Variation of Linked List

In this tutorial we are going to discuss some variations of linked list.

Doubly-linked List
If you look at single link list, the chain is seen formed in a way that every node has a field next that point to the next node. This continues till the last node where we set the next to NULL i.e. the end of the list. There is a headNode pointer that points to the start of the list. We have seen that moving forward is easy in single link list but going back is difficult. For moving backward, we have to go at the start of the list and begin from there. Do you need a list in which one has to move back or forward or at the start or in the end very often? If so, we have to use double link list.
In doubly-link list, a programmer uses two pointers in the node, i.e. one to point to next node and the other to point to the previous node. Now our node factory will create a node with three parts.

clip_image005
First part is prev i.e. the pointer pointing to the previous node, second part is element, containing the data to be inserted in the list. The third part is next pointer that points to the next node of the list. The objective of prev is to store the address of the previous node.
Let’s discuss the code of the node of the doubly-link list. This node factory will create nodes, each having two pointers. The interface methods are same as used in singly link list. The additional methods are getPrev and setPrev. The method getPrev returns the address of the previous node. Thus its return type is Node*. The setPrev method sets the prev pointer. If we have to assign some address to prev pointer, we will call this method. Following is the code of the doubly-linked list node.

/* this is the doubly-linked list class, it uses the next and prev pointers */
class Node {
public:
int get() { return object; }; // returns the value of the element
void set(int object) { this->object = object; }; // set the value of the element
Node* getNext() { return nextNode; }; // get the address of the next node
void setNext(Node* nextNode) // set the address of the next node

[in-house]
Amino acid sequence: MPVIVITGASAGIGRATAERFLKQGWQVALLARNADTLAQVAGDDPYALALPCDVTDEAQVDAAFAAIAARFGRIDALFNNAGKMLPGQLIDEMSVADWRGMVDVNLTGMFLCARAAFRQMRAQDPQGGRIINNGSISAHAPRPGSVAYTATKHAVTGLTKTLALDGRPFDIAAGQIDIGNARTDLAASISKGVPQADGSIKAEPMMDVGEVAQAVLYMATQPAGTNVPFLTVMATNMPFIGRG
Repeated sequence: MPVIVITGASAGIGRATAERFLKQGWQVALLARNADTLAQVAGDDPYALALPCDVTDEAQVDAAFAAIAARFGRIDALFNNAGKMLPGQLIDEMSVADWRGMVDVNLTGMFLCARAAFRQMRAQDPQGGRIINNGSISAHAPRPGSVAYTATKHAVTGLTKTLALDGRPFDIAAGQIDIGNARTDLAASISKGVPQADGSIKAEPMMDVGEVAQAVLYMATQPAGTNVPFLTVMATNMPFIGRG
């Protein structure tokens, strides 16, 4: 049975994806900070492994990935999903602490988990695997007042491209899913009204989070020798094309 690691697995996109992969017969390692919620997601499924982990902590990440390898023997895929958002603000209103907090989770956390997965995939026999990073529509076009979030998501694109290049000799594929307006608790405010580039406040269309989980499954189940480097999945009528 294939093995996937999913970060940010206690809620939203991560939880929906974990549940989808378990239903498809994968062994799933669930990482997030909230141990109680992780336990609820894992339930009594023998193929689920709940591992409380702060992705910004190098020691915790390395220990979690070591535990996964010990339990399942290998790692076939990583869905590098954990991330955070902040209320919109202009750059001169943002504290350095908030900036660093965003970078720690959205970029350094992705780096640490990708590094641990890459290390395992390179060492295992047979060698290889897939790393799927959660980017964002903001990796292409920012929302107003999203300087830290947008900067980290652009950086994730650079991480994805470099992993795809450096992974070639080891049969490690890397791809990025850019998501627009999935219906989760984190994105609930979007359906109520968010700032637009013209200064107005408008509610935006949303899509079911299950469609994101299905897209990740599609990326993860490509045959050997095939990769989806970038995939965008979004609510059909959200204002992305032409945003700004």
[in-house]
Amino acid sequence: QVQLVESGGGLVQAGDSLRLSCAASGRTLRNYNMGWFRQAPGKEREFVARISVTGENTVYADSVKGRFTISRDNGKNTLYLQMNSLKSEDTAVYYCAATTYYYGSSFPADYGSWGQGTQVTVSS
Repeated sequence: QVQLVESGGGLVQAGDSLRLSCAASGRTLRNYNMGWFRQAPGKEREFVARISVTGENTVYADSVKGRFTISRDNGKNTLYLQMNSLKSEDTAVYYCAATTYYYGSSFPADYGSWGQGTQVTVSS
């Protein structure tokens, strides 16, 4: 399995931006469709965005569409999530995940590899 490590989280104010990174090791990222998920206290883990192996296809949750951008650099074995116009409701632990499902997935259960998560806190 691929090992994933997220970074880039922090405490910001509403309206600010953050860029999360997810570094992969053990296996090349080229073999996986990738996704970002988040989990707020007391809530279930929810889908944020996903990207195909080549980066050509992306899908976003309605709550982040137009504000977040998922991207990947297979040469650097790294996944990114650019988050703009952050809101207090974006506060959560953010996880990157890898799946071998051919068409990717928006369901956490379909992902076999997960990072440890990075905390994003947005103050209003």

{ this->nextNode = nextNode; };
Node* getPrev() { return prevNode; }; // get the address of the prev node
void setPrev(Node* prevNode) // set the address of the prev node
{ this->prevNode = prevNode; };
private:
int object; // it stores the actual value of the element
Node* nextNode; // this points to the next node
Node* prevNode; // this points to the previous node
};


Most of the methods are same as those in singly linked list. A new pointer prevNode is added and the methods to get and set its value i.e. getPrev and setPrev. Now we will use this node factory to create nodes.
You have to be very cautious while adding or removing a node in a doubly linked list. The order in which pointers are reorganized is important. Let’s have a pictorial view of doubly-link list. The diagram can help us understand where the prevNode and nextNode are pointing.

clip_image006
 
This is a doubly link list. The arrows pointing towards right side are representing nextNode while those pointing towards left side are representing prevNode. Suppose we are at the last node i.e. the node with value 1. In case of going back, we usually take the help of prevNode pointer. So we can go to the previous node i.e. the node with value 7 and then to the node with value 8 and so on. In this way, we can traverse the list from the end to start. We can move forward or backward in doubly-link list very easily. We have developed this facility for the users to move in the list easily.
Let’s discuss other methods of the doubly-linked list. Suppose we have created a new node from the factory with value 9. We will request the node factory to create a new object using new keyword. The newly created node contains three fields i.e. object, prevNode and nextNode. We will store 9 into object and connect this new node in the chain. Let’s see how the pointers are manipulated to do that. Consider the above diagram, the current is pointing at the node with value 6. The new node will be inserted between the node with value 6 and the one with value 8.
In the first step, we assign the address of the node with value 8 to the nextNode of the new node.
newNode->setNext( current->getNext() );

clip_image007
In the next step, a programmer points the prevNode of the newNode to the node with value 6.
newNode->setprev( current );

clip_image008
In the third step, we will set the previous node with value 8 to point to the newNode.
(current->getNext())->setPrev(newNode);
clip_image009
Now the prevNode of the node with value 8 is pointing to the node with value 9.
In the fourth step, the nextNode of the node with value 6 is pointing to the newNode i.e. the node with value 9. Point the current to the newNode and add one to the size of the list.